Students participate in a variety of communities and need opportunities to practice the skills associated with being a good community member. Classrooms and schools provide such opportunities on a daily basis. In their book All Learning Is Social And Emotional: Helping Students Develop Essential Skills for the Classroom And Beyond, authors Nancy Frey, Douglas Fisher, and Dominique Smith identify the areas in which teachers and schools are able to provide support for community skill building (pp. 118-140):
- Respect for Others – Acknowledging the worth of all persons, demonstrating empathy, and operating within a culture of caring are all elements of respect demonstrated within the community. Teachers can support students as they develop these skills by modeling these behaviors and requiring that students in the classroom do the same.
- Courage – Persistence, reliance, and the ability to act in spite of one’s fears are components of courage. Teachers can support students as they develop these skills by speaking the language of courage, encouraging a growth mindset, and by sharing examples of courage from both literary works and real life.
- Ethical Responsibility – A sense of fairness, judgments regarding right and wrong, and the ability to accept responsibility are elements of ethical responsibility within a community. Teachers can support students as they develop these skills by demonstrating ethical responsibility, discussing ethical behaviors, and providing examples through literary works and real life. Students can also grow from age appropriate dialogues related to these elements.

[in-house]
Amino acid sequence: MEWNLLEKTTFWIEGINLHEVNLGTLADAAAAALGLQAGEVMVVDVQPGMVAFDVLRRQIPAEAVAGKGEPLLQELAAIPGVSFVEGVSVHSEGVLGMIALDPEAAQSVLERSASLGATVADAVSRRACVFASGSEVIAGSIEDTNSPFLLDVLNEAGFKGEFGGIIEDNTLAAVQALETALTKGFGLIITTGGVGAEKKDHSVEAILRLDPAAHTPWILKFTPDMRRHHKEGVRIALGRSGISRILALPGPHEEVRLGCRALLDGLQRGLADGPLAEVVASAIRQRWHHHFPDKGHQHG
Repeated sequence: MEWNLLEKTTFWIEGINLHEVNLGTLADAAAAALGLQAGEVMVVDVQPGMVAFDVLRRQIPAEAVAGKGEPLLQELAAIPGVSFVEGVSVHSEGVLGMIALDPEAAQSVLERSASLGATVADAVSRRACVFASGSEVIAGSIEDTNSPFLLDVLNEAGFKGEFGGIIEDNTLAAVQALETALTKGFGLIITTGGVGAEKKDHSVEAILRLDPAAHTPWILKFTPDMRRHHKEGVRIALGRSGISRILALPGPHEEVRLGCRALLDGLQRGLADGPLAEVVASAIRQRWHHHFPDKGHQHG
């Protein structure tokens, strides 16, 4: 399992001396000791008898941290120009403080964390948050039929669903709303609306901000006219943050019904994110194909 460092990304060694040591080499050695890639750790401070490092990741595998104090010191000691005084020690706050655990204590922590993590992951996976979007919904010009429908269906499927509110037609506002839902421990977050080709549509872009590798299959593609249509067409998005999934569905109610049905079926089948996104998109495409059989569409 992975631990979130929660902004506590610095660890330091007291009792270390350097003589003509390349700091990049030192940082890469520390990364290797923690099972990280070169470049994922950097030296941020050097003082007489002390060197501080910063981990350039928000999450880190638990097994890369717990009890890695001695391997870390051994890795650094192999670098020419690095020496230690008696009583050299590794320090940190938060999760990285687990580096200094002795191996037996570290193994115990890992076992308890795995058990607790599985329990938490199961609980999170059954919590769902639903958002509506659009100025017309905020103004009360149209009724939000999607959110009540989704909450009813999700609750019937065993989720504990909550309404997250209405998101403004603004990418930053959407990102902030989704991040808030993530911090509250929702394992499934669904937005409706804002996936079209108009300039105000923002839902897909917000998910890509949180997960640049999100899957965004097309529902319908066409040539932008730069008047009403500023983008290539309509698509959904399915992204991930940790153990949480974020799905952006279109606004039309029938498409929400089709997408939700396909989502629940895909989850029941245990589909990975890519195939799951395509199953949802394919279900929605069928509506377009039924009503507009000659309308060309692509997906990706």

- Civic Responsibility – Examination of community needs and working to improve the human condition within a community are part of civic responsibility. Teachers can support students as they develop these skills by holding classroom and school elections, examining examples for literary works and real life, and speaking the language of civic responsibility.
- Social Justice – Members of all communities have basic human rights, such as food, water, shelter, and the right to move. Members of all communities have a responsibility to protect all other community members from violations of these rights. Teachers can support students develop their understanding of basic human dignities and share examples of how communities protect their own members.
- Service – Service to others is a part of being a community member. Teachers can support students as they develop service skills through service learning projects and reflecting on the impact of those projects. Service can be rendered within the classroom, school, or community at large.
- Leadership – Author and speaker John Maxwell defines leadership as influence. With that definition in mind, it’s easy to see that all students have some level of influence within their peer group, classroom, school, and community. Teachers can support students as they develop leadership skills by knowing students and their areas of strength, identifying opportunities for students to lead within their areas of strength, and examining examples of leadership in action via literary works or real life stories.
As you prepare for next week, think about the opportunities available in your classroom to develop community-building skills. Be intentional in planning for student growth in this area. You and your students will benefit greatly from your efforts!